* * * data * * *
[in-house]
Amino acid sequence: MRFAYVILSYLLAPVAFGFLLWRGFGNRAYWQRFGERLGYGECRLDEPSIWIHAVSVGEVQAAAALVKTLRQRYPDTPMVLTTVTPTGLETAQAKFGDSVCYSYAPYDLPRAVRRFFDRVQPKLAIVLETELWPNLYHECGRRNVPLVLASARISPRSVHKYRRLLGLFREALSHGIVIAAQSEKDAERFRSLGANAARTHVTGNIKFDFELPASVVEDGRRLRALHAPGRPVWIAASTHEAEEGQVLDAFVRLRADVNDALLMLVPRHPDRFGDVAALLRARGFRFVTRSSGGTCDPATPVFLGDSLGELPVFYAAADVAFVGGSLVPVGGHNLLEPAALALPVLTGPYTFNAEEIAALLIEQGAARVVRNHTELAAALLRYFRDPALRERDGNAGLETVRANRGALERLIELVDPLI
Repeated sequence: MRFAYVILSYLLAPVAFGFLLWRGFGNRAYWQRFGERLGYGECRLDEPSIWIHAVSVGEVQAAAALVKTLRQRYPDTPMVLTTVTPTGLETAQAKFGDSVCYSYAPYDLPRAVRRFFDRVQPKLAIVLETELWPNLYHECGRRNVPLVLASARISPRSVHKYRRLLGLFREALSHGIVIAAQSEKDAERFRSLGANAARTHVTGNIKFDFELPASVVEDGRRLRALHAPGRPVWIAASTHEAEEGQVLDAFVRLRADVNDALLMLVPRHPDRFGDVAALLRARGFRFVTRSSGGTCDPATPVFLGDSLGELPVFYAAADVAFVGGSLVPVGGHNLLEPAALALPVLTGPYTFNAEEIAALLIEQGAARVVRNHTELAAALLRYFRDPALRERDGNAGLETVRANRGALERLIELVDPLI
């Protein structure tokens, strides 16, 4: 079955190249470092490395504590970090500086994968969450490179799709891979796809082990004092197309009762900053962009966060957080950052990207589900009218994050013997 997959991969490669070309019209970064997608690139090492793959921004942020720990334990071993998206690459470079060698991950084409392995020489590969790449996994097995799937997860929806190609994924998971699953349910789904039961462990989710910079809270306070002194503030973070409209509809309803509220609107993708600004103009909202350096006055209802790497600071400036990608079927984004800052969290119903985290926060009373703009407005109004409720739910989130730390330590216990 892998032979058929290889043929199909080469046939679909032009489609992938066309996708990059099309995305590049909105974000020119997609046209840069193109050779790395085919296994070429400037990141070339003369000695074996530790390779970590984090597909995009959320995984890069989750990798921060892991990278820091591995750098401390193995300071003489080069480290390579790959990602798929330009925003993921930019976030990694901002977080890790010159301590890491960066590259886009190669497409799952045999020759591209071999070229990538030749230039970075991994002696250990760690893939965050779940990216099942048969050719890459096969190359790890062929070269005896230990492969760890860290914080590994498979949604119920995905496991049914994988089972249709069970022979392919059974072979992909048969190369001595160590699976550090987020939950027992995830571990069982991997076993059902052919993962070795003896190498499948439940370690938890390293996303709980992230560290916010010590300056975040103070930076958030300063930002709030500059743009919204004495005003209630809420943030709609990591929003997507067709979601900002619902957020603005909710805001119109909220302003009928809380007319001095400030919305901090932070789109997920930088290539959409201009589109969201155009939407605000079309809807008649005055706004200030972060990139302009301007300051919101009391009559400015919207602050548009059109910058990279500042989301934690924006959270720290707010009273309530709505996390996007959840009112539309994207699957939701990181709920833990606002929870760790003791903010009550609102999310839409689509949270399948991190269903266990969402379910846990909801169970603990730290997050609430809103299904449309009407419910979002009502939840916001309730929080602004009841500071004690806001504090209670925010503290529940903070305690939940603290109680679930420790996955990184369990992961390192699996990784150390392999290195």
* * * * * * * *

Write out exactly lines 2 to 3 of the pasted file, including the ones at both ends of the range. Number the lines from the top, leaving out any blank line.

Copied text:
Amino acid sequence: MRFAYVILSYLLAPVAFGFLLWRGFGNRAYWQRFGERLGYGECRLDEPSIWIHAVSVGEVQAAAALVKTLRQRYPDTPMVLTTVTPTGLETAQAKFGDSVCYSYAPYDLPRAVRRFFDRVQPKLAIVLETELWPNLYHECGRRNVPLVLASARISPRSVHKYRRLLGLFREALSHGIVIAAQSEKDAERFRSLGANAARTHVTGNIKFDFELPASVVEDGRRLRALHAPGRPVWIAASTHEAEEGQVLDAFVRLRADVNDALLMLVPRHPDRFGDVAALLRARGFRFVTRSSGGTCDPATPVFLGDSLGELPVFYAAADVAFVGGSLVPVGGHNLLEPAALALPVLTGPYTFNAEEIAALLIEQGAARVVRNHTELAAALLRYFRDPALRERDGNAGLETVRANRGALERLIELVDPLI
Repeated sequence: MRFAYVILSYLLAPVAFGFLLWRGFGNRAYWQRFGERLGYGECRLDEPSIWIHAVSVGEVQAAAALVKTLRQRYPDTPMVLTTVTPTGLETAQAKFGDSVCYSYAPYDLPRAVRRFFDRVQPKLAIVLETELWPNLYHECGRRNVPLVLASARISPRSVHKYRRLLGLFREALSHGIVIAAQSEKDAERFRSLGANAARTHVTGNIKFDFELPASVVEDGRRLRALHAPGRPVWIAASTHEAEEGQVLDAFVRLRADVNDALLMLVPRHPDRFGDVAALLRARGFRFVTRSSGGTCDPATPVFLGDSLGELPVFYAAADVAFVGGSLVPVGGHNLLEPAALALPVLTGPYTFNAEEIAALLIEQGAARVVRNHTELAAALLRYFRDPALRERDGNAGLETVRANRGALERLIELVDPLI